Sunday, October 18, 2015

Review: Crimson Peak

Image courtesy of Universal Pictures.
Guillermo de Toro's gothic horror drama "Crimson Peak" is visually sumptuous and a triumph of set design even if the picture is not particularly scary. The director, whose metier is cinematic grim fairy tales, has paid close attention to the small details in this film, from the costumes to lavishly decorated hallways and rooms of the titular estate, and the film's visuals are all the better for it.

So, while the film is not among del Toro's best movies, which typically combine political intrigue or historic backdrops a la "Pan's Labyrinth" and "The Devil's Backbone," it's still a good piece of entertainment.

In the picture, the amusingly-named Edith Cushing (Mia Wasikowska) yearns to be a writer and lives with her industrialist father in late 19th century Buffalo. They are visited by a British pair of siblings - Thomas (Tom Hiddleston) and Lucille Sharpe (Jessica Chastain) - who are interested in doing business, but during their stay, Thomas woos Edith, much to the chagrin of her father, who clearly doesn't trust the guy.

However, Edith's father is brutally murdered during one of the film's surprise bouts of graphic violence, leaving Edith distraught. Thomas comes to the rescue and whisks her away to his creepy old palace in England, where clay in the soil seeps up through the ground and causes the snow during the winter to have the appearance of a sea of blood, hence the estate's nickname and the film's title.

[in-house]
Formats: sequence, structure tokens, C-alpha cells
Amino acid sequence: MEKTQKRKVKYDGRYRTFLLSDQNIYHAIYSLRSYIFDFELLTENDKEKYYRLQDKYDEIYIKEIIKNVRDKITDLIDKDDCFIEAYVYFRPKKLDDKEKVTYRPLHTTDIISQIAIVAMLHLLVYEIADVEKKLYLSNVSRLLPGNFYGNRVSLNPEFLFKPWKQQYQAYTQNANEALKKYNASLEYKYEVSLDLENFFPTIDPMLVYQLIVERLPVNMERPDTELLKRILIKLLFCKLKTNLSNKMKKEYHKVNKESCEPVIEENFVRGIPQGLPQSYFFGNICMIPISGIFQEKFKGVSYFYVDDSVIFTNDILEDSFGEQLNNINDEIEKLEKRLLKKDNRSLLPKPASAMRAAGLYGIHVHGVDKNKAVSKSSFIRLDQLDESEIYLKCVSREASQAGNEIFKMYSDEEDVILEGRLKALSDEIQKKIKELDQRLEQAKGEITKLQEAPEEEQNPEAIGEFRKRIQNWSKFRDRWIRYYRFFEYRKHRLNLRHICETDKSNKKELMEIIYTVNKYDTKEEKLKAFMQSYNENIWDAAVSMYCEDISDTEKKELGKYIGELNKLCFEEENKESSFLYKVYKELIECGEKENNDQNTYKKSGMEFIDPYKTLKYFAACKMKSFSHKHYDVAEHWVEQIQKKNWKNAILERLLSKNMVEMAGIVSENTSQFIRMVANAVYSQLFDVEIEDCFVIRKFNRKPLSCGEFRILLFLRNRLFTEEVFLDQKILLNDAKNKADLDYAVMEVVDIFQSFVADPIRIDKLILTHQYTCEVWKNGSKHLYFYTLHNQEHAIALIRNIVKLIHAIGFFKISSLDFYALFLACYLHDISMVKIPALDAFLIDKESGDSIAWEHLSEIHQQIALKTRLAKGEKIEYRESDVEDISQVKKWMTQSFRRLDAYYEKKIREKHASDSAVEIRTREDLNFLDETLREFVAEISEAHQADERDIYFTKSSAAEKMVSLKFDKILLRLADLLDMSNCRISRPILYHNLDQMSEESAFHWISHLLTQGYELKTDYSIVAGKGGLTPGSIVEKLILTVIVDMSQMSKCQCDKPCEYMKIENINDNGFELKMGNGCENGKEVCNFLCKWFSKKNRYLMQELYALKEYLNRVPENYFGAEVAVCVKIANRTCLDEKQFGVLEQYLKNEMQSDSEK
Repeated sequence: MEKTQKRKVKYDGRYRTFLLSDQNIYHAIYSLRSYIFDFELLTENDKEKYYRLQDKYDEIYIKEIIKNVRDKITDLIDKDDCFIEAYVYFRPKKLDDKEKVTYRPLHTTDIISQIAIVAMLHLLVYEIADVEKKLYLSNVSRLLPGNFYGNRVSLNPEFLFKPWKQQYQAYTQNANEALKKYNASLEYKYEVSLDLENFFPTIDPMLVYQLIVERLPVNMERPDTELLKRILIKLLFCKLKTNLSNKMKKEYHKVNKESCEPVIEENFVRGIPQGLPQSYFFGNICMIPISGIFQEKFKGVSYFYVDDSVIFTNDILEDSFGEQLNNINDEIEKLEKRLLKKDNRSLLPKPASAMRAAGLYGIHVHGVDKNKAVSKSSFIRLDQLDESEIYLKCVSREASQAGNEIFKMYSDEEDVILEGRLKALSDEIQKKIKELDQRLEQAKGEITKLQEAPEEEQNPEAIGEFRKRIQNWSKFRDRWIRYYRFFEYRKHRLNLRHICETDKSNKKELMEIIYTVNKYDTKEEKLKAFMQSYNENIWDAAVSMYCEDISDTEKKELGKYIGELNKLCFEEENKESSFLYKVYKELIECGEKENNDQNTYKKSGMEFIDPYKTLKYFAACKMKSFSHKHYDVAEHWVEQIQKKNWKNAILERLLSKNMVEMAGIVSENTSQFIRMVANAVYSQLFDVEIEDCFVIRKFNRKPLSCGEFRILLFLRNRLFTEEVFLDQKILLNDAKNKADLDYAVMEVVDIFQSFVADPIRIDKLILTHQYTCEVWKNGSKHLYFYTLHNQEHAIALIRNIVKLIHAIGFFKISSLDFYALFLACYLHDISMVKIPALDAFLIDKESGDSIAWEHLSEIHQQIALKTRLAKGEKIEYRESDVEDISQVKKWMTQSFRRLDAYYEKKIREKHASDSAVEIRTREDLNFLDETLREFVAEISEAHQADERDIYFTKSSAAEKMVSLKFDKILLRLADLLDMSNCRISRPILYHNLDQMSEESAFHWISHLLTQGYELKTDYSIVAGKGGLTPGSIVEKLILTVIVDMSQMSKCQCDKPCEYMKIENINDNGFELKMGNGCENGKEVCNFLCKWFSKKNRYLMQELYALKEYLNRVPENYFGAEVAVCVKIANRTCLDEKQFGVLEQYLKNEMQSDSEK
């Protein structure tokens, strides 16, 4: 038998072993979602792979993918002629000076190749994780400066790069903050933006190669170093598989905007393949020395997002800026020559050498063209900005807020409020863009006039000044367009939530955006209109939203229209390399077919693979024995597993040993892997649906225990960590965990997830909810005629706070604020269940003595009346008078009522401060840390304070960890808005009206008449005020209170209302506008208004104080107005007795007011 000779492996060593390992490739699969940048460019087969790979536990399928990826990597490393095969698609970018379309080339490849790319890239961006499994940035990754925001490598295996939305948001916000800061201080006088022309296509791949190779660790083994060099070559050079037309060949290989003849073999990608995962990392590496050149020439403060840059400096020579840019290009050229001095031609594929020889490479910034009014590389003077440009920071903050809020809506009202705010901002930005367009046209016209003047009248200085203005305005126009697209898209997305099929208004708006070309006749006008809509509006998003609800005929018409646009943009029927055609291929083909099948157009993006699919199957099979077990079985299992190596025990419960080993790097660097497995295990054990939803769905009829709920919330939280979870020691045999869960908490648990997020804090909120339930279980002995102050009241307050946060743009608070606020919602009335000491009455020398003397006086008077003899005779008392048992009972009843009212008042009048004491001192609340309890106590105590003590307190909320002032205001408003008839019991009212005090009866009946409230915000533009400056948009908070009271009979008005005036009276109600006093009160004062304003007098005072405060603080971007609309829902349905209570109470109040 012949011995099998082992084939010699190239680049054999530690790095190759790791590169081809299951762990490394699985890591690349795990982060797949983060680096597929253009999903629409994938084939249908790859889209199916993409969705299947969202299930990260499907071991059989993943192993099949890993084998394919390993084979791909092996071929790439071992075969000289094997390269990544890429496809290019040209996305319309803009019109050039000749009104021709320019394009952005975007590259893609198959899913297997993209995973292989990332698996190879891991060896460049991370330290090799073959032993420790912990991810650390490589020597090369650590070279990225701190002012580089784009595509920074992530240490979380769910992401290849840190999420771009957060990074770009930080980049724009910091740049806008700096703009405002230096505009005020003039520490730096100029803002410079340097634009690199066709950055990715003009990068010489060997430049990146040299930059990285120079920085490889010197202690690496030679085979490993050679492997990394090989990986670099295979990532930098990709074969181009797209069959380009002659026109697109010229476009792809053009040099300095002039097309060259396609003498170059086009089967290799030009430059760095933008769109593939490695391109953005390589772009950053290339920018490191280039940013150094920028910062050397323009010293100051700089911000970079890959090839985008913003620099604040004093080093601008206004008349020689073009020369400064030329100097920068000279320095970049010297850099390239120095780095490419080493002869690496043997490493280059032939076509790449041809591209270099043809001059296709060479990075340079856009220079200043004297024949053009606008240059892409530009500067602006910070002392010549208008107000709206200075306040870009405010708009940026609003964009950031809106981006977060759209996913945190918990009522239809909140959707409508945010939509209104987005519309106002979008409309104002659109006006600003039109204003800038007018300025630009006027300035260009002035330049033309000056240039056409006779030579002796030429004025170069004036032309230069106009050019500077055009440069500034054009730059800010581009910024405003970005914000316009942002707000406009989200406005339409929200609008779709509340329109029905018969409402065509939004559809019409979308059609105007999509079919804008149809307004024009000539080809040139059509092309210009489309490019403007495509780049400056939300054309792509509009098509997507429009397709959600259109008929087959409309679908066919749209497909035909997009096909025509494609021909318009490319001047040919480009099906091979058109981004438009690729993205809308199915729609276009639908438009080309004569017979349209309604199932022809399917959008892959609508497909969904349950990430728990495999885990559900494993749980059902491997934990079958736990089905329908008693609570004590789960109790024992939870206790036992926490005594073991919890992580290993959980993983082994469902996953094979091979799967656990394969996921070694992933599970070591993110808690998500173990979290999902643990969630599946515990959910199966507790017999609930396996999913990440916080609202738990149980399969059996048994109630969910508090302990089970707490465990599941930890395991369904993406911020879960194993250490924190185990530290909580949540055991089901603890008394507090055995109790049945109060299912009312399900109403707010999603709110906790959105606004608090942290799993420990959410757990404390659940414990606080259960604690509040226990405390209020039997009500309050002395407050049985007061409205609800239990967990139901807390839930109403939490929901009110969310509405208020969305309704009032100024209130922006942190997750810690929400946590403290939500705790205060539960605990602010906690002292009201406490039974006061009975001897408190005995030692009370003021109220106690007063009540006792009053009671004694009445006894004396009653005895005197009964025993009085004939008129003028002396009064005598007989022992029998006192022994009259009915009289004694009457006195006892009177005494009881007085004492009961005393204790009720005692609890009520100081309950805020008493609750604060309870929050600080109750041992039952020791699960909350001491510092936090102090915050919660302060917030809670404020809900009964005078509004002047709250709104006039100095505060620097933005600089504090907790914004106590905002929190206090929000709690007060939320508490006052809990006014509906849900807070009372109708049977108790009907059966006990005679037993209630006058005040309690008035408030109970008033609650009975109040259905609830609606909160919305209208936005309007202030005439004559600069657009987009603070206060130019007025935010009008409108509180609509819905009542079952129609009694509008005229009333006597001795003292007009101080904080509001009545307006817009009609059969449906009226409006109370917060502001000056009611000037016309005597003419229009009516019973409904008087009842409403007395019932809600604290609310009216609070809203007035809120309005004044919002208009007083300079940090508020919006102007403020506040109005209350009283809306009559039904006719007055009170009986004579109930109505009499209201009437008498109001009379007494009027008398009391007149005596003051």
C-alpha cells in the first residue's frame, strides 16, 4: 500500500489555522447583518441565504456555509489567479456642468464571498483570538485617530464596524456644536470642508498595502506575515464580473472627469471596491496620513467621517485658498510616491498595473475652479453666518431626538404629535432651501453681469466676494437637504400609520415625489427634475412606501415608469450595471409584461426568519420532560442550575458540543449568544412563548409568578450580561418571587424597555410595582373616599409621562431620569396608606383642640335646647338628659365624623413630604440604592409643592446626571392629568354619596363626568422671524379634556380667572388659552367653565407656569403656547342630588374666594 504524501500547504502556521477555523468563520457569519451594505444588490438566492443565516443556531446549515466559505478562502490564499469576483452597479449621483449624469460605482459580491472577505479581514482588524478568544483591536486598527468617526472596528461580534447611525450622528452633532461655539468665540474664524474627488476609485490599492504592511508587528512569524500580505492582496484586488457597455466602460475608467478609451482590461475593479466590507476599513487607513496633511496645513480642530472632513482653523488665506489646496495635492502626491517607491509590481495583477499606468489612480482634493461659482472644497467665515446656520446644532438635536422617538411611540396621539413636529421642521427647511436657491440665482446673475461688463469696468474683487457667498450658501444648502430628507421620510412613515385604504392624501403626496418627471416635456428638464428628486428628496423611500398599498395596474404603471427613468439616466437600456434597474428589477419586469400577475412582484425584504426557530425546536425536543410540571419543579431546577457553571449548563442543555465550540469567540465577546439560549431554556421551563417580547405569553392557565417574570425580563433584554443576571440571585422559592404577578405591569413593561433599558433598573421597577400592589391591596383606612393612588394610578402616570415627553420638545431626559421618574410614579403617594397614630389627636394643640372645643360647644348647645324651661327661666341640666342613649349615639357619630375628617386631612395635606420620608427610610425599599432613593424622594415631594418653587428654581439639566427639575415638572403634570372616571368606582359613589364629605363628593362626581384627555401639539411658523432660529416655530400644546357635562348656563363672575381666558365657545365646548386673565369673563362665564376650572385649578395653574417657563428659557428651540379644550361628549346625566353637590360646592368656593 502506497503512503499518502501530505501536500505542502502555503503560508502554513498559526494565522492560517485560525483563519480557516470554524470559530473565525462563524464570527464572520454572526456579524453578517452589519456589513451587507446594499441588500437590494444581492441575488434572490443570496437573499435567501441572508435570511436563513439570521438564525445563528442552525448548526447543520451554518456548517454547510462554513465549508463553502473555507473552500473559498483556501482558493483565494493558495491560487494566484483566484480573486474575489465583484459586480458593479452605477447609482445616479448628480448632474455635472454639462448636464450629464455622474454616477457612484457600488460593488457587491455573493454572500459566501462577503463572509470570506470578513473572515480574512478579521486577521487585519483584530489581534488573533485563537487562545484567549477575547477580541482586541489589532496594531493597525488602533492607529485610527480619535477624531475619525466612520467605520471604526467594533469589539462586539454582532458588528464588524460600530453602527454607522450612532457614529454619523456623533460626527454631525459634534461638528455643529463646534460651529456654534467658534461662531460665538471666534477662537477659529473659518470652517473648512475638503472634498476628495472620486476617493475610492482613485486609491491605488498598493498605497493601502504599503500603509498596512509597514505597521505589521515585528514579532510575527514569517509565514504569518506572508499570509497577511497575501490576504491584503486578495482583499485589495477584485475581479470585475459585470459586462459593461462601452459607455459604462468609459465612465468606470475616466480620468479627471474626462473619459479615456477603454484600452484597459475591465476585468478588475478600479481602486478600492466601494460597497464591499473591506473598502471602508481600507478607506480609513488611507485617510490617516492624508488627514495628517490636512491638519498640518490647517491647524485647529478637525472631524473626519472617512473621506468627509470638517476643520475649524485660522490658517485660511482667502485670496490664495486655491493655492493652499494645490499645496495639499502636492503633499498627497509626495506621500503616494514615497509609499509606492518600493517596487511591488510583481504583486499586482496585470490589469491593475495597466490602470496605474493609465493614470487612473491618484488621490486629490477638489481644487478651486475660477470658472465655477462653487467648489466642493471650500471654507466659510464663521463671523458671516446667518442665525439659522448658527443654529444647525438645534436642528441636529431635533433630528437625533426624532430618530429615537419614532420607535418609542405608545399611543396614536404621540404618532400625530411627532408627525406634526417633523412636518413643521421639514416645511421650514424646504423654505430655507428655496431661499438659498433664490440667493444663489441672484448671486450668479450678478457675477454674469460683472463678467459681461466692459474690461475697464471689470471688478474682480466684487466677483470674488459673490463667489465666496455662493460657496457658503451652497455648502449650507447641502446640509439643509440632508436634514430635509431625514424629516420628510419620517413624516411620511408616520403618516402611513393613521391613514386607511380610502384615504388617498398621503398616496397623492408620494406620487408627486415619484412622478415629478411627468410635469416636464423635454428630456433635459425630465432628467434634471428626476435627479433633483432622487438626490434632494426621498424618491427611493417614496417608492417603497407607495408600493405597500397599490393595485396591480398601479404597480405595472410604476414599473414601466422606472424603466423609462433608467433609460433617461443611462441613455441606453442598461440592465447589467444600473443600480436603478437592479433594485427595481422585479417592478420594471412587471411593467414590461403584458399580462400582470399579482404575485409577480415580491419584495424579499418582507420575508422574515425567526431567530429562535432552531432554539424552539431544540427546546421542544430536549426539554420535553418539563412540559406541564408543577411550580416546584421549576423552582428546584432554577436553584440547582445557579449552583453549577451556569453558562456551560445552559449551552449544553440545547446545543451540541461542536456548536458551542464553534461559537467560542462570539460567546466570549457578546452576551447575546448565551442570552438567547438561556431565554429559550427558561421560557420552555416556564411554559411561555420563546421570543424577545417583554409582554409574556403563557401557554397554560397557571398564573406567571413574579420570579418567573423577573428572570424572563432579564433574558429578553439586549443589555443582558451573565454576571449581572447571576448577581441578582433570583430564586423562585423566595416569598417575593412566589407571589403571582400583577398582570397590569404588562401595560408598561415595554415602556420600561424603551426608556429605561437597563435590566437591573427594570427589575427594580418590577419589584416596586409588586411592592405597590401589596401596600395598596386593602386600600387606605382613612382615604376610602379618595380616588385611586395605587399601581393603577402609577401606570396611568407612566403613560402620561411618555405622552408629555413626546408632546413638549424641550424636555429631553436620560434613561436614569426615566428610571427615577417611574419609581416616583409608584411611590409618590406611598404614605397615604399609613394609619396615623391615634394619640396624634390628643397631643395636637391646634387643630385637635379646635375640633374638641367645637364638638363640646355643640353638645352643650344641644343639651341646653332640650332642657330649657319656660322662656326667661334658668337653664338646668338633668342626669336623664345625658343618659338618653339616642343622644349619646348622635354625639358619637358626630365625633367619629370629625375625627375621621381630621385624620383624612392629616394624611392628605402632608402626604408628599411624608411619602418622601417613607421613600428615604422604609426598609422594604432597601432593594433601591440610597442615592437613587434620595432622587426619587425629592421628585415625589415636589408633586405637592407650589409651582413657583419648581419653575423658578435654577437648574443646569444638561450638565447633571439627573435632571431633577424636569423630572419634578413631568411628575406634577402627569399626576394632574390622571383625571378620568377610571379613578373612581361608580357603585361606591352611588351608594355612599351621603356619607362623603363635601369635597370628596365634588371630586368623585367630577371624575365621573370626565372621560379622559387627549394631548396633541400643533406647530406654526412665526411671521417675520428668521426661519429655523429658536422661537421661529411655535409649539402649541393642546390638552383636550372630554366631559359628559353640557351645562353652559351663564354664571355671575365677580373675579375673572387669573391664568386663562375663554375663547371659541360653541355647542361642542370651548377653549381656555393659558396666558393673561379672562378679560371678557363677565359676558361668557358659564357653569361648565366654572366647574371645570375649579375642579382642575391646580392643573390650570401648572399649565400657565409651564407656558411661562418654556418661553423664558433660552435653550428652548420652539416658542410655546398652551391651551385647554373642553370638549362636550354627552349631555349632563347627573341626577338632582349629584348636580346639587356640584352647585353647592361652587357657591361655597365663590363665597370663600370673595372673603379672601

As soon as she arrives, Edith, who claims to have been visited by the ghost of her mother as a young girl and has a penchant for seeing dead people, senses that something is awry. I'm not sure which of these was the tip-off - ghoulish beings coming out of closets or through the floorboards and whispering warnings or Lucille's increasingly erratic behavior.

While "Crimson Peak" is a little light on story, it's heavy on atmosphere, visuals and - perhaps, a little too much so - special effects. There are some nice touches, from leaves falling through the estate's roof and drifting down through the light to the entryway and a spooky old elevator that creaks and clangs. The performances are all pretty good, although Chastain steals the show as the peculiar and sinister Lucille.

Del Toro's films typically have a macabre element and I've found myself more engaged with his work when it has a little more context, such as "Pan's Labyrinth," as opposed to his comic book or blockbuster-esque ventures. "Crimson Peak" is good entertainment, even if it's not among the director's best work. It's a feast for the senses and those who like their horror movies to be rich in atmosphere will likely have much to admire.

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